Consultation on changes to EPCs

In 2021 the government consulted on reforming Energy Performance Certificates (EPCs) to add a metric showing a property’s energy use. No changes were made to EPCs as a result of this consultation and now the government is carrying out a new consultation on more extensive changes to EPCs.

The government wishes to make changes to EPCs to ensure they are fit for purpose to help deliver commitments to ensure domestics buildings meet a minimum fabric energy efficiency standard by 2033 and to prohibit the use of direct emissions heating systems in domestic buildings by 2045.

The consultation, which can be found here, proposes to reform domestic EPC metrics to present the following information on the EPC:

• Fabric Rating – setting out the current modelled fabric performance of the building in terms of its heat loss in standard conditions, in kWh/m2/year. This will show how well the building retains heat based on the building materials and insulation in the walls, roof and floor;

• Cost Rating – setting out the current modelled annual costs of running the building based on the EPC assessment, and how these costs could change as a result of measures recommended. This is the same as the Energy Efficiency Rating (EER) currently displayed on EPCs;

• Heating System Type – clearly identifying the heating system installed in the dwelling and whether or not it is zero direct emissions compliant.

Alongside these headline metrics, the EPC would report in a separate section:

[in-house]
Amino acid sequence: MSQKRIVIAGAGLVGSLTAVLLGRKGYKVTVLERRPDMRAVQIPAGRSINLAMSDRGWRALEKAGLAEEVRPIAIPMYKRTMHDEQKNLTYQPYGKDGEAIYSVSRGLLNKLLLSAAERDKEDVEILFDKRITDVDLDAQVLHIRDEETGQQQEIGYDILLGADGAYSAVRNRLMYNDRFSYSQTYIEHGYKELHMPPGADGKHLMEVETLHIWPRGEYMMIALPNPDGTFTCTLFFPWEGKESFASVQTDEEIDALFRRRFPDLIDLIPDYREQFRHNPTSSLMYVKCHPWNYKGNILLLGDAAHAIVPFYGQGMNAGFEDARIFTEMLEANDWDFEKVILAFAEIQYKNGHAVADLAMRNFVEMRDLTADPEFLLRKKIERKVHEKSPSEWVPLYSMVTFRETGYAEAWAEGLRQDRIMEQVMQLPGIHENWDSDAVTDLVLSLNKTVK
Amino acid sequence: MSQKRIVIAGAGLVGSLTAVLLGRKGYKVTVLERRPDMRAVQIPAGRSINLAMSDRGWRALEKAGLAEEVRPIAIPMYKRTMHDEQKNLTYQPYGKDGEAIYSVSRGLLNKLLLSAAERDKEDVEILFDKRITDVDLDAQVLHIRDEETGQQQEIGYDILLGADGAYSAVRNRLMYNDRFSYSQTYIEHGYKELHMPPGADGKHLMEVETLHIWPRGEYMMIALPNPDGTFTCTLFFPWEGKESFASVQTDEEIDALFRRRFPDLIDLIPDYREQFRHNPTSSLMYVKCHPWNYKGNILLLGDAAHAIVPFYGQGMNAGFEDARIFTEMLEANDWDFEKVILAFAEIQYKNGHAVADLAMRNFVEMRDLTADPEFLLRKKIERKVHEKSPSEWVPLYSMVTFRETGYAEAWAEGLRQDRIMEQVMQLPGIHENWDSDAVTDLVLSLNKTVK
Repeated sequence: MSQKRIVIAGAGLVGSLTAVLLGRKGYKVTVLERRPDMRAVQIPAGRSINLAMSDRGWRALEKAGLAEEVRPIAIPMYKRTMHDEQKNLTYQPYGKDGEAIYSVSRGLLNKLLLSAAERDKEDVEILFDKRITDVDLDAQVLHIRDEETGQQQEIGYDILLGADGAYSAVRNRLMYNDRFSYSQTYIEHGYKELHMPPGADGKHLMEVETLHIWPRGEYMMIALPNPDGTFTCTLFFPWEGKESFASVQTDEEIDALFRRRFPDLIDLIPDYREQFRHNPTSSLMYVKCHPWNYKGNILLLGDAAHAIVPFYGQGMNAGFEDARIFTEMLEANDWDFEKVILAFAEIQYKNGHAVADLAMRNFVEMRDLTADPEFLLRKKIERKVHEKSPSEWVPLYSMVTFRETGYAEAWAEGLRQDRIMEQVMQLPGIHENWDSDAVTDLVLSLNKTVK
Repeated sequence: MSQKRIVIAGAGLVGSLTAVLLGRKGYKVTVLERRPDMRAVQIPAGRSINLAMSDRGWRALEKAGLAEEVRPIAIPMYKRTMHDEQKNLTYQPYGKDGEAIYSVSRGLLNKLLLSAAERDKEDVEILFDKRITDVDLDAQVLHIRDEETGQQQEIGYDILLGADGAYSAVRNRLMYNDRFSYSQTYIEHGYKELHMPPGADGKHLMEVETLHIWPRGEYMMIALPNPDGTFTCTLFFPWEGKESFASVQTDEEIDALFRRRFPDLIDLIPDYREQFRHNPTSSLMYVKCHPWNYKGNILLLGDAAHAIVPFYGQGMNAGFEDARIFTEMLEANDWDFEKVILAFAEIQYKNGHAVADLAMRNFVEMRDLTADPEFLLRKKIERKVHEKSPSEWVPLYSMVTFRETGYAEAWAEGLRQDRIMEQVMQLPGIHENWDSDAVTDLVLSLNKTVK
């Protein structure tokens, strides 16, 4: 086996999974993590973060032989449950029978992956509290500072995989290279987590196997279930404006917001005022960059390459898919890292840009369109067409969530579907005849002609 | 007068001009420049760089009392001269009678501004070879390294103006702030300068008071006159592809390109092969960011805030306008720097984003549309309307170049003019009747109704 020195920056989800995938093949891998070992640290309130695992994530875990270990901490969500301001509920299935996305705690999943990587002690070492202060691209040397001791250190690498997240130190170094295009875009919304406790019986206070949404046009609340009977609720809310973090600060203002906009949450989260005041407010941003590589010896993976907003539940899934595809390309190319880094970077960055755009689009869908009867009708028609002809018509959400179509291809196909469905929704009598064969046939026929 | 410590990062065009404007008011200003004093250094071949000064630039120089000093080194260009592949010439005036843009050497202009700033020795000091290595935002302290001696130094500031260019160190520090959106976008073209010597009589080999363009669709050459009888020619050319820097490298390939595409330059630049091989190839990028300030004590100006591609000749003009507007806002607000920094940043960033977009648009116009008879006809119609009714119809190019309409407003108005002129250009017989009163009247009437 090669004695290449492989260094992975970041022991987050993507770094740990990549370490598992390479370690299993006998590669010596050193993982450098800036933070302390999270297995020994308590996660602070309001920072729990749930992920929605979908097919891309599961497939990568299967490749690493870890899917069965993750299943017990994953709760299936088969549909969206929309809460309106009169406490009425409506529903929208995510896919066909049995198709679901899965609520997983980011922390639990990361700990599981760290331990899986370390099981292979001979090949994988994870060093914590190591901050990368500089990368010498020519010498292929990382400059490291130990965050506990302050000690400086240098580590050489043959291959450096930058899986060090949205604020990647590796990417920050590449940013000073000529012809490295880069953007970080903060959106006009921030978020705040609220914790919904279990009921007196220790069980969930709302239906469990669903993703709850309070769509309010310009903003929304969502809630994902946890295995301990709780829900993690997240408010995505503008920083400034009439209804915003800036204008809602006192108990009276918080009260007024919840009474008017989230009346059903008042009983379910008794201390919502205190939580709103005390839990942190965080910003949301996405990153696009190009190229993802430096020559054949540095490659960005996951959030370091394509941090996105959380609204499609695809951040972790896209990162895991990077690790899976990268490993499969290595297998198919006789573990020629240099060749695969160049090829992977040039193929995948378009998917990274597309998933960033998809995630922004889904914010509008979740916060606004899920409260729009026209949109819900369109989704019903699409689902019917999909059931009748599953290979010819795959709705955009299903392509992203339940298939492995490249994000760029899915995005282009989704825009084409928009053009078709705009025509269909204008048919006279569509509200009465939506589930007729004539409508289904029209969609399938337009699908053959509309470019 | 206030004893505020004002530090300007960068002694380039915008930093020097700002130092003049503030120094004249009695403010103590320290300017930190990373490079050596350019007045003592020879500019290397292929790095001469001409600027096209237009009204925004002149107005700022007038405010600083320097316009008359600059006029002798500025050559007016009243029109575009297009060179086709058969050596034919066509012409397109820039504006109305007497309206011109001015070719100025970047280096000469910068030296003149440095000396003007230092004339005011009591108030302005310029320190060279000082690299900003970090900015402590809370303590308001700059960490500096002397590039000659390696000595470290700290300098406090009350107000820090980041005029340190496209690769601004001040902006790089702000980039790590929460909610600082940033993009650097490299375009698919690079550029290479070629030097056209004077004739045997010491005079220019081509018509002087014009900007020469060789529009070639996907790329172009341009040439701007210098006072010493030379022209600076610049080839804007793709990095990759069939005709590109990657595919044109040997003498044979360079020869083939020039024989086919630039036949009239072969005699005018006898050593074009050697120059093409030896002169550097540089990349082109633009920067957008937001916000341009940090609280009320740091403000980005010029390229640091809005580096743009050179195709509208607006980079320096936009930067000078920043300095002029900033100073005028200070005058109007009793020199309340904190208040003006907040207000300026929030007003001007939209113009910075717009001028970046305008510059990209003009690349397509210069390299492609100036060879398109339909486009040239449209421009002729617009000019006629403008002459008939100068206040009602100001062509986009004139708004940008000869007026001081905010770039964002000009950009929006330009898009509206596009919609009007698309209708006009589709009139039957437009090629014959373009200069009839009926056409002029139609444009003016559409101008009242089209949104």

• Emissions Rating – setting out the current modelled carbon dioxide emissions from the building in kgCO2/m²/year. This is the same as the Environmental Impact Rating (EIR) currently displayed on EPCs;

• Energy Indicator – reporting the modelled energy use of the dwelling in kWh/m2/yr.

A further proposal in the consultation is to reduce the validity of EPCs from 10 to five years. This would mean that, at the current trigger points (such as sale or let to a new tenant), an updated EPC would be needed if the building does not have one that was issued in the last five years.

Those wishing to respond to the consultation can submit their responses online here by 10 October 2023. Please do share your response with SAL so that we can gauge members’ views on this.

Subject to the outcome of the consultation, the government intends to introduce legislation to reform EPCs during the winter of 2023-24. This timeline is intended to allow reformed EPCs to be in place in advance of the introduction of minimum energy efficiency standards over coming years.

SAL has been advised that the government intends to publish a separate consultation later this year which will set out new proposals for minimum energy efficiency standards for domestic properties including those in the private rented sector. We will keep members updated on this matter.

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